When Leaders Err

“The supreme quality for leadership is unquestionably integrity. Without it, no real success is possible, no matter whether it is on a section gang, a football field, in an army, or in an office” said Dwight D. Eisenhower ages ago. Integrity: I’ve been taught it means who you are in private and in public is the same person, that you are a man or woman of your word. That’s what Eisenhower said has to be unquestionable for you to be a real success as a leader.

I am sad and disappointed as I write this. Something happened this week that has left me feeling the course of the battle against corruption in our country has taken a major knock. The most vocal voice against urban e-tolling and government corruption was compromised. His integrity shattered. His public persona is now questionable. Follow this link for details. (http://mg.co.za/article/2013-07-30-cosatu-may-still-proceed-with-rape-inquiry-against-vavi) Also, see these earlier blogs Thinking Critically and Begging for embarrassment to appreciate his place in South African society.

I would like to make it clear from the onset that I do not wish to stand in judgement against Zwelinzima Vavi and the apparent sexual indiscretion that he is facing. The tabloids and social network banter have done enough of that. My beliefs do not allow me to stand in judgement. In fact, if I knew him personally, my beliefs dictate that I should offer him support that he doesn’t lose his way further or completely. What I wish to do here is reflect on how a leader’s faltering can compromise a whole cause.(Please note that His organization, COSATU, has withdrawn the internal disciplinary charges against him)

Back in the early 90’s, as idealistic varsity students dreaming about a ‘new South Africa’ we always stressed the need for a very vocal, very active and vibrant civil society that would safeguard our victory after freedom was attained. We were worried that South Africa would go the way of most if not all recently liberated countries in Africa where democracy seemed to herald an era of unlimited looting of the country’s resources. So we agreed that a vocal civil society would ensure that never happened. What was needed we said, was what is now referred to as active citizenry.

Democracy came in 1994 and Nelson Mandela became president. The moral high ground that had carried the country from the brink of a racial civil war seemed to permeate through all society and government. The need for that vocal and active citizenship seemed to disappear. The world looked at us as the Miracle rainbow nation. We ourselves could hardly believe that we had looked into the eyes of the monster and survived. Our democracy was indeed a miracle.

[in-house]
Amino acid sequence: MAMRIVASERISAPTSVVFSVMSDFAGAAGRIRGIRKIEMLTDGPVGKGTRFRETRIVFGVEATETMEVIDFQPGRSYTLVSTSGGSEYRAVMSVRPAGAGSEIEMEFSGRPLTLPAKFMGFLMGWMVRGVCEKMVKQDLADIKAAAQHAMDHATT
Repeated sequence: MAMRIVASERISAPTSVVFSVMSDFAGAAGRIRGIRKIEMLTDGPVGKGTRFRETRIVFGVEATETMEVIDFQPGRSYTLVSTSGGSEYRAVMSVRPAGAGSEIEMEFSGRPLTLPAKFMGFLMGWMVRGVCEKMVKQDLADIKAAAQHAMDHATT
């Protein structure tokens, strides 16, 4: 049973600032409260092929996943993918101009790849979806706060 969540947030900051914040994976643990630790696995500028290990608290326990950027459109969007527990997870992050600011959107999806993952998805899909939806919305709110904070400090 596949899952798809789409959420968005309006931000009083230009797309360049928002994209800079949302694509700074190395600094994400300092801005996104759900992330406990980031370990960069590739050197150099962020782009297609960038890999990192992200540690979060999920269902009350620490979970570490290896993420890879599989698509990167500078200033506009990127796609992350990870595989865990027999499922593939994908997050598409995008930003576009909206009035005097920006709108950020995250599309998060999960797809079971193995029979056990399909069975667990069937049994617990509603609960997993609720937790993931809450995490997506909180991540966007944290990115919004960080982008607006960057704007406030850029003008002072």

Exit Mandela. Enter the arms deal. Rumours of corruption started doing the rounds. The rumour mill had it that everyone, and that means EVERYONE in government had benefitted improperly from that deal, hence the reluctance on the part of government from pursuing the matter. If everyone was tainted, who could raise their voice in anger, who would protect the interests of the poor. Mind you, there was a subtle change in language during the early 2000s. Where we once called on ‘the people’ to govern, we now wanted to protect ‘the poor’, not the people anymore. ‘The People’ who had voted the government in were now ‘the poor’, to be ‘protected’, on whose behalf decisions could be made.

Enter Mr Zwelinzima Vavi and his Congress of South African Trade Unions(COSATU) . Those idealistic wishes that we had of an active civil society seemed embodied in this man’s approach to things. He led workers and ‘the people’ in this country to believe that they can stand up to corruption without fear. That when those who chose to defend ‘the poor’ failed them, the poor needn’t feel voiceless, the poor can become ‘the people’ again and challenge their own leaders.

Many in government and the ruling party were obviously unhappy about Mr Vavi’s spearheading a campaign against his own comrades, after all COSATU and the governing party are all part of the alliance that achieved democracy in this country. But here he was, ruffling feathers without fear and challenging those who had given themselves the role of defending the poor whilst stealing from them. Many in power wished he could be unseated, there were even death threats against him.

Then came the sexual revelations this weekend. Mr Vavi has, by his own admission, engaged in sex outside of his marriage. I’m gutted, not because I placed my hope in an individual, no, but because that individual represents everything that is good in the ‘new South Africa’. The hope that the poor, the people, have a voice again. I could be wrong but I get the sense that a lot of people felt let down. To his credit he issued an immediate apology on Twitter. But the damage was done.

I was reminded of a recent retreat I attended where our Bishop reminded us that walking in our destiny requires vigilance. If necessary, put measures in place that will ensure that you are not robbed of that destiny by the kind of indiscretions that Mr Vavi finds himself in. It might sound laughable and simplistic but a simple rule like compulsory open office doors at COSATU House would most probably have saved our most vibrant civil society leader from losing his voice.